Machine Living

How do we keep creating in the shadow of Artificial Intelligence?

In this series of articles, video productions, and podcasts, we tap into a community of creators to try to make sense of how we make our way in the age of AI. One theme is constant and timeless: adapt, or risk fading away, in a world where machines increasingly influence our way of living.

By Will Frampton
Owner and Director at McLeod Media

Was this article written by Artificial Intelligence?

How many of us have started asking those questions about the content we consume? The stuff is out there, and we know it: words written by machines with almost no human contribution other than a prompt on the subject matter with a few points of guidance.

And then, like magic, the content appears.

The societal acceptance of this — or maybe the better word is, resignation? — seems to have come fairly quickly. We can’t unsee what we’ve seen with the power of AI. We see how much content can be generated and how much can be accomplished in such a short time with these new tools.
And since time is one of the most valuable commodities on the planet, we are collectively hypnotized by this power to save time and get more done. Even if it means we are less human — and more machine — in some regards.

Back to the original question: are you reading AI content right now? Or are these the actual, honest words of Will Frampton?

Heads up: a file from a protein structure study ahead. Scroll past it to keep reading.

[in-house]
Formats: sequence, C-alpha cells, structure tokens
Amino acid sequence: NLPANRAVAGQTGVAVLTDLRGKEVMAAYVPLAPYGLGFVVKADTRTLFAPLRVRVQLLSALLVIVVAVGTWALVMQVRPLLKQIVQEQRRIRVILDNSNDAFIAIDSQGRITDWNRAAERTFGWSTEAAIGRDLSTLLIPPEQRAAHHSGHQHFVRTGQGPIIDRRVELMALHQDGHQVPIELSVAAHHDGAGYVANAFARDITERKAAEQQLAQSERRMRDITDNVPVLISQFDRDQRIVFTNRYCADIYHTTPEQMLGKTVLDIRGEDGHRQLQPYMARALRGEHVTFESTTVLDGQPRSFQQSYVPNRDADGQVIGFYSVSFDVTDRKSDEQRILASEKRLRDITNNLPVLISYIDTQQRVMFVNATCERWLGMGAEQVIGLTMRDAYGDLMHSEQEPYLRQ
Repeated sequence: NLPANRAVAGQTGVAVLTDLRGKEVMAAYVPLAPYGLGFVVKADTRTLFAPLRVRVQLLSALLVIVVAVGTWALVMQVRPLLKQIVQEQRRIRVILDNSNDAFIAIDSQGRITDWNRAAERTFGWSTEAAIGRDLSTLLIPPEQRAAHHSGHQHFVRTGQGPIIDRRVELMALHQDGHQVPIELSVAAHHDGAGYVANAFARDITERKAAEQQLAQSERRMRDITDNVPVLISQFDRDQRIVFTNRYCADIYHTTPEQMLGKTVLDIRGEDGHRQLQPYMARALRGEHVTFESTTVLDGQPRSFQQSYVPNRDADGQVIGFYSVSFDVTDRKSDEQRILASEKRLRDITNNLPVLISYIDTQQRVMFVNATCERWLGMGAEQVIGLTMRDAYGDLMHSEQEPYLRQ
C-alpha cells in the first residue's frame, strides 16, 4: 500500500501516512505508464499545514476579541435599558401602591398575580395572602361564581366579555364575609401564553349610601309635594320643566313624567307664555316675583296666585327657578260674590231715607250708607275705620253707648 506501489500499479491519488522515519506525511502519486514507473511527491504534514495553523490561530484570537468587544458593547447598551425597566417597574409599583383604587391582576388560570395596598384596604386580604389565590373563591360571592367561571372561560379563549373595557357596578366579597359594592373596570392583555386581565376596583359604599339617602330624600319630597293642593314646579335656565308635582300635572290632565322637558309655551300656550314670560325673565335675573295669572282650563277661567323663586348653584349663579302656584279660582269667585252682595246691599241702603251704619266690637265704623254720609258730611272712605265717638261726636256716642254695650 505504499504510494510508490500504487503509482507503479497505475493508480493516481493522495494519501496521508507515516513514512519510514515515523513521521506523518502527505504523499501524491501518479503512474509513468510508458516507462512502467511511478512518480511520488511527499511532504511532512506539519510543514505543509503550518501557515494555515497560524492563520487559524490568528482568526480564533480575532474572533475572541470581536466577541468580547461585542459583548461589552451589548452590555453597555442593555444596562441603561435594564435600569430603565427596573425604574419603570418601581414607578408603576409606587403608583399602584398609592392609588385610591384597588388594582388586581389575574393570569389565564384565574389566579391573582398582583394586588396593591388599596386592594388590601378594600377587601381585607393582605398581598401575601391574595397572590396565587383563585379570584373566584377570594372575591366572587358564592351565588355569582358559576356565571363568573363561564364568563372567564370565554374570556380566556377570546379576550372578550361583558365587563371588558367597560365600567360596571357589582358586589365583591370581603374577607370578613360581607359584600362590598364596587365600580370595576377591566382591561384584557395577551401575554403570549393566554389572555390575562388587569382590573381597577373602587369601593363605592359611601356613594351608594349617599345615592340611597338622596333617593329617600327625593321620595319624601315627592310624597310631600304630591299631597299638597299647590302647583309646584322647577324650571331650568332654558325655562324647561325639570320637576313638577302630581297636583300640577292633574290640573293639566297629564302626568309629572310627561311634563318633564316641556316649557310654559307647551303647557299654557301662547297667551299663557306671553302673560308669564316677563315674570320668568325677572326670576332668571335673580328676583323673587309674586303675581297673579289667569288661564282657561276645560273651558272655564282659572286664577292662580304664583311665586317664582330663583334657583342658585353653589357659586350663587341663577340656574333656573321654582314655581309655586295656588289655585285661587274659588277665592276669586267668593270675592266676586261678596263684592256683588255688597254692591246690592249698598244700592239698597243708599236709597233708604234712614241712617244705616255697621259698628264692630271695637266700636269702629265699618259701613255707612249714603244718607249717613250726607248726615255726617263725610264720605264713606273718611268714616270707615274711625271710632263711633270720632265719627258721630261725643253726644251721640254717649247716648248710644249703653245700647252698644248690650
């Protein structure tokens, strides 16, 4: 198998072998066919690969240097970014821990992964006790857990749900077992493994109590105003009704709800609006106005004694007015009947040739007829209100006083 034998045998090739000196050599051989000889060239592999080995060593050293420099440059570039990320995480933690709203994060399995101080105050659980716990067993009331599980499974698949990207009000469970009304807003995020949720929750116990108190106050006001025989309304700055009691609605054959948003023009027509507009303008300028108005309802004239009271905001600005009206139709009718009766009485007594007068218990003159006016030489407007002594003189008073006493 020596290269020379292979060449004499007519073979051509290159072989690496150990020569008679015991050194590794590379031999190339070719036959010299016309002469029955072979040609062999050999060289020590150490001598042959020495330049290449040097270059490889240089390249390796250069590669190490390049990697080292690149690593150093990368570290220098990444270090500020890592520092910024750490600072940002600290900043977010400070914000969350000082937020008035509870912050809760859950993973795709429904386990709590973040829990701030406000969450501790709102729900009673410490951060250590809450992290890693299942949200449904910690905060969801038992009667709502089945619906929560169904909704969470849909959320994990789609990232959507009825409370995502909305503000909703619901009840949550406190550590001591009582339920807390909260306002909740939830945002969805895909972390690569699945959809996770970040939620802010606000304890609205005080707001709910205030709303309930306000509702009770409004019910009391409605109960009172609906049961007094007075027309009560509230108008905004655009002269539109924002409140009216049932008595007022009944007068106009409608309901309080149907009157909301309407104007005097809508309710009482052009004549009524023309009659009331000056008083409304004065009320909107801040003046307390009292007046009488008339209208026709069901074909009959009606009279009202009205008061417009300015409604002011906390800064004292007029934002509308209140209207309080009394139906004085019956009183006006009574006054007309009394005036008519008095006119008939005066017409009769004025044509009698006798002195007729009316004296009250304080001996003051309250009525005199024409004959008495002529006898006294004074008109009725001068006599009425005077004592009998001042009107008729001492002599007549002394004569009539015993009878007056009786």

Keeping it real

I’m going to go against classic Storytelling 101 and give away a surprise up-front rather than at the end: No, there’s not a single bit of AI influence in these words, nor in the words of the people who will be quoted in this series.

Mike Petchenik. Kristen Simoes. Joe Gransden. We all work in the media, production, and/or the creative arts industry. We’re talking 100+ years of combined experience. I’ve been chatting with them about these questions of AI and its influence, and I’m eager to collect their thoughts, put them to paper, and edit their soundbites into full pieces.

As I write these words, I get texts from Joe and Mike, saying, “Sure, I’ll contribute.” Kristen’s appearance has already been filmed.

Call me old-fashioned, but this joy of collaborating and creating with other humans gives me a shot of energy and purpose. Pulling up Chat GPT on a web browser doesn’t have the same appeal.

Before we get to their observations, I’ll submit a few more feelings on AI and its place in our world.

I will freely admit that curiosity and temptation have been creeping in. All it takes is a few strokes of the letters on this keyboard, and I can be magically whisked away to the land of Chat GPT, where all of my content ideas can be laid out before me without my brain having to exercise much in the way of muscle.

How many of you have tried a prompt something like this: “Write a quick bio about myself for my LinkedIn page,” or “Give me a content calendar with topics for regular social media posts,” or even: “Write me a blog about this-and-that.”

The temptation has receded as I have dipped my toe into those waters, trying a few combinations of these requests. Whatever was generated as text by the machine felt nothing like what I would write. The style was something bland, like if you were to try and describe the color tone of an office room with fluorescent lighting and no other light source, that’s about how vibrant it felt.